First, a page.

Makkar agreed that data from RESOLVE/SAVORY should stimulate debate but said that clinical recommendations for antiplatelet and/or anticoagulant therapy must come from randomized clinical trials. He pointed out, though, that trials testing NOACs for stroke prevention in TAVR include higher-risk/older patients, likely leaving a gap in knowledge about anticoagulation in younger populations.

“I would say, you can go patient by patient,” said Makkar, referring to anticoagulation therapy. “If I was 65 years old and getting TAVR, I would either want to have routine CT to make sure I don’t have [subclinical leaflet thrombosis] or would go ahead and take a short course of oral anticoagulation, although that’s not based on solid clinical trial data.”

Valve Durability?   

For Dvir, what is also not known is whether reduced leaflet motion observed on CT might result in an accelerated degeneration of the valve over time and if TAVR is truly associated with a larger risk of subclinical thrombosis than SAVR. “We will need to wait several years until the large trials gather true long-term follow-up and can answer these questions,” he said.

To TCTMD, Makkar agreed that whether or not subclinical leaflet thrombosis affects durability or structural integrity of the valve long-term remains to be seen. In their observational study, there was a small, but significant, increase in the mean aortic valve gradient of patients with reduced leaflet motion.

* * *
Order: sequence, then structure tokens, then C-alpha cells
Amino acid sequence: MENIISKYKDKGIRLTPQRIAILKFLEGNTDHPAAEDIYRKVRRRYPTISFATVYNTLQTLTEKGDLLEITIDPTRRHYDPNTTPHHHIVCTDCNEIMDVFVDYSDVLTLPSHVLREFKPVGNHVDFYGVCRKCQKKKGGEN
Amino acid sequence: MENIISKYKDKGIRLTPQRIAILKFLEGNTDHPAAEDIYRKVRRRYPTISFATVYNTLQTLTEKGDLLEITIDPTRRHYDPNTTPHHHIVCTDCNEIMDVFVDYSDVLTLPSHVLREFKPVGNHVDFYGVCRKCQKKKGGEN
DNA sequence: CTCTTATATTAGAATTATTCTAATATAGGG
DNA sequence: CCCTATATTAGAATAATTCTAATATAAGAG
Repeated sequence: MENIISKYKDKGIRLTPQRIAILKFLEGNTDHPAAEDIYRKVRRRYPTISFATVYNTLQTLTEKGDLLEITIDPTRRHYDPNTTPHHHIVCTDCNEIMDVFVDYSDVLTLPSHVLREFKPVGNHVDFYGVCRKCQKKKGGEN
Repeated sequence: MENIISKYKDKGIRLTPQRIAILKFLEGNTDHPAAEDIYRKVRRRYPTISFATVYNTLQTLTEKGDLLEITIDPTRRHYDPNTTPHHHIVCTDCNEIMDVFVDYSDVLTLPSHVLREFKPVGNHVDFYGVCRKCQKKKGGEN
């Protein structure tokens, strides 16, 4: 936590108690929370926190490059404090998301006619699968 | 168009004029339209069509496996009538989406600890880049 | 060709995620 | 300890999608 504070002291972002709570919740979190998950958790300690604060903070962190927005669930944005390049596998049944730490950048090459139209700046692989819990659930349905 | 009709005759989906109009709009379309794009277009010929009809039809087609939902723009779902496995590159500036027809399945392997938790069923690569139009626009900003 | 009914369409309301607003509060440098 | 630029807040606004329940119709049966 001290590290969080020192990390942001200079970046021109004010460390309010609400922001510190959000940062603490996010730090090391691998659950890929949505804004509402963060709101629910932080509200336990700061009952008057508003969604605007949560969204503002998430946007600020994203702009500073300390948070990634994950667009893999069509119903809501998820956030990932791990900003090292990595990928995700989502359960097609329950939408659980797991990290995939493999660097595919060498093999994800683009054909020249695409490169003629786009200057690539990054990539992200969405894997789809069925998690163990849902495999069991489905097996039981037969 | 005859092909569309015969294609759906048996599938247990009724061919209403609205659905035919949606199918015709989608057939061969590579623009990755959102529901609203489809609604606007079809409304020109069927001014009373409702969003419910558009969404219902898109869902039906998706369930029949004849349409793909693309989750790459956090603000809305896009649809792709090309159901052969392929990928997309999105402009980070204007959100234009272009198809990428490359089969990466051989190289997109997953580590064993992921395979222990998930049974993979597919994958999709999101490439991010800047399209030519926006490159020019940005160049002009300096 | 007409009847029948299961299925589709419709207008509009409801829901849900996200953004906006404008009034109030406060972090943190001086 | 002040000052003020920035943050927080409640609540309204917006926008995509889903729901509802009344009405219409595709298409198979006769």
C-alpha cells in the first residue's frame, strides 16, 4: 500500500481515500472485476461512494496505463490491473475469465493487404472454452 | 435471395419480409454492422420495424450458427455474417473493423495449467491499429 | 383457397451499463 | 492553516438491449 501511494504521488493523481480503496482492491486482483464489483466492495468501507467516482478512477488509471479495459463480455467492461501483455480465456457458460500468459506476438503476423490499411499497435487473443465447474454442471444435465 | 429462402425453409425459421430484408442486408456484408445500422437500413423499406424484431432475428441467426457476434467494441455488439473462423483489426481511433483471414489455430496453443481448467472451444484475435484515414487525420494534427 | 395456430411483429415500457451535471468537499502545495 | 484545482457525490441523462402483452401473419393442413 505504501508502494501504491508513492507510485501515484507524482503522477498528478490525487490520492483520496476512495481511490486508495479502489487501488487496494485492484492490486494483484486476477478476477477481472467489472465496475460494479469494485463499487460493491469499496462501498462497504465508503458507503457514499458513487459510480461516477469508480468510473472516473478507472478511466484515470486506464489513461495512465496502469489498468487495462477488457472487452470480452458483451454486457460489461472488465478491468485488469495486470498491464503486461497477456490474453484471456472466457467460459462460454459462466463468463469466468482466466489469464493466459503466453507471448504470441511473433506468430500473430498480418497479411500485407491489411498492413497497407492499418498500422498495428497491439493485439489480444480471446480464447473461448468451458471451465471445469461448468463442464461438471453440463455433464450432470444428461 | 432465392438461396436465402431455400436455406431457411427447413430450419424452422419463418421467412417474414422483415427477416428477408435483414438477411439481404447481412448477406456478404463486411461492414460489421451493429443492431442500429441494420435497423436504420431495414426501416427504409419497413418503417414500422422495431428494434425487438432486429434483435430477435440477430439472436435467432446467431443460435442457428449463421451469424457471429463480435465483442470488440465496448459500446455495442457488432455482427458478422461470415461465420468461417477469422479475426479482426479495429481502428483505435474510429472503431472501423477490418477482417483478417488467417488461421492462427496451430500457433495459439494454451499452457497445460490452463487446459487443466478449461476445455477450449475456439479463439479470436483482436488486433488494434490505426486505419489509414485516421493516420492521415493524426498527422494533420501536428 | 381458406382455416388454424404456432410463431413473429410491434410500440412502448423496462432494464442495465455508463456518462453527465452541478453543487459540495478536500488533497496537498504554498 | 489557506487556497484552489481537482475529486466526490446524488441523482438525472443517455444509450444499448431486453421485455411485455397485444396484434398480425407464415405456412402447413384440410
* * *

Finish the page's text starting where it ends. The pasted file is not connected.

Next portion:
Additionally, 14% of patients with subclinical leaflet thrombosis had aortic valve gradients greater than 20 mm Hg and a new increase in the aortic valve gradient of more than 10 mm Hg. Turning this around, Makkar said that approximately 85% of patients with leaflet thickening had no change in their aortic valve gradient. This suggests that impaired leaflet motion is hemodynamically silent in the vast majority of patients and can be missed by transthoracic echocardiography.

The change in aortic-valve gradient among certain patients with subclinical leaflet thrombosis might represent a high-risk subset who could be vulnerable to valve deterioration over time, said Makkar. “I think we can speculate that [leaflet thickening] might have an impact on long-term durability, but I think it’s going to be very hard to prove it,” he said.   

Gregg Stone, MD (Columbia University Medical Center, New York, NY), who wrote an editorial along with Jeroen Bax, MD, PhD (Leiden University Medical Center, the Netherlands), said the identification of subclinical leaflet thrombosis is a relatively new phenomenon and “we don’t know what it means.” Numerous studies, registries, and comparative randomized trials are currently looking at the issue to determine if there are true differences in rates of leaflet thrombosis between SAVR- and TAVR-treated patients as well as the clinical implications of the findings.